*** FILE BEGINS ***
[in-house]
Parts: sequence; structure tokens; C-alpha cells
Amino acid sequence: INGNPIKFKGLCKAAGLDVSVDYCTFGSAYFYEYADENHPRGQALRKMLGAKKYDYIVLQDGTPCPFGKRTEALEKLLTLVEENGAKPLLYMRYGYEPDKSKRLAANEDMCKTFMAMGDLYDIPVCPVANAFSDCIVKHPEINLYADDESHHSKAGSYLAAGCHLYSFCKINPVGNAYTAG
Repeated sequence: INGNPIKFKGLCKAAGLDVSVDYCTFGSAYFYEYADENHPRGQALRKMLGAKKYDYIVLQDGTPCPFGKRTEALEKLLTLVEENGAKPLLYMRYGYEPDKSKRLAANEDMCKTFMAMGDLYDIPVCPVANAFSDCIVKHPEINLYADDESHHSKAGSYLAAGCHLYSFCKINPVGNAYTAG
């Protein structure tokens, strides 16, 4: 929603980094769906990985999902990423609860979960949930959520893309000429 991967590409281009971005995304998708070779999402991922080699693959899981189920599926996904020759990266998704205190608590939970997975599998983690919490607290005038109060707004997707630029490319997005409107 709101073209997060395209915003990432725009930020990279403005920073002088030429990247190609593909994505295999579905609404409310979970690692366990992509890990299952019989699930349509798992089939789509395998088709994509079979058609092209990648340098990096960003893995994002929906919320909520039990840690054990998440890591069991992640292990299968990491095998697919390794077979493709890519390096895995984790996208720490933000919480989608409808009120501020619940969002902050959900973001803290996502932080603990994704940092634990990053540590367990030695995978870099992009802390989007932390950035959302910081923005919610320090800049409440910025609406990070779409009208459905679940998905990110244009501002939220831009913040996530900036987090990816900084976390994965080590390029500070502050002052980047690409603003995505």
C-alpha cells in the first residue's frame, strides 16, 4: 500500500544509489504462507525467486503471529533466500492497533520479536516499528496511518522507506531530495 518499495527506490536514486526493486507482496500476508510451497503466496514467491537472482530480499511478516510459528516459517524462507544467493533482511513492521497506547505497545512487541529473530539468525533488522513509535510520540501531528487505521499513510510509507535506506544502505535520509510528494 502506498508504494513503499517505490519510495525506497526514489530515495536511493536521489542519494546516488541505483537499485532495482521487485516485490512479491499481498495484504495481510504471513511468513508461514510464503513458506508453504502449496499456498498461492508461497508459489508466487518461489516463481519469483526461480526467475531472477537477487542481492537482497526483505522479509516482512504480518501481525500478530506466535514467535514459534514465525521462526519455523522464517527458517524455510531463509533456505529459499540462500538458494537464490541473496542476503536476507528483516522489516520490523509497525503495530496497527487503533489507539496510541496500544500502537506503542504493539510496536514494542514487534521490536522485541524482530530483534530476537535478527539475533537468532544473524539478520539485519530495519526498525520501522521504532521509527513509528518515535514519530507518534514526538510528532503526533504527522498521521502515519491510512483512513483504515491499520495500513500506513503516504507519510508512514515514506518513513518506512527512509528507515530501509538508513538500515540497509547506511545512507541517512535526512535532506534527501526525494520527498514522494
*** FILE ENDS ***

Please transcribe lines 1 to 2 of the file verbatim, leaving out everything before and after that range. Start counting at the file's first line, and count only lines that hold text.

[in-house]
Parts: sequence; structure tokens; C-alpha cells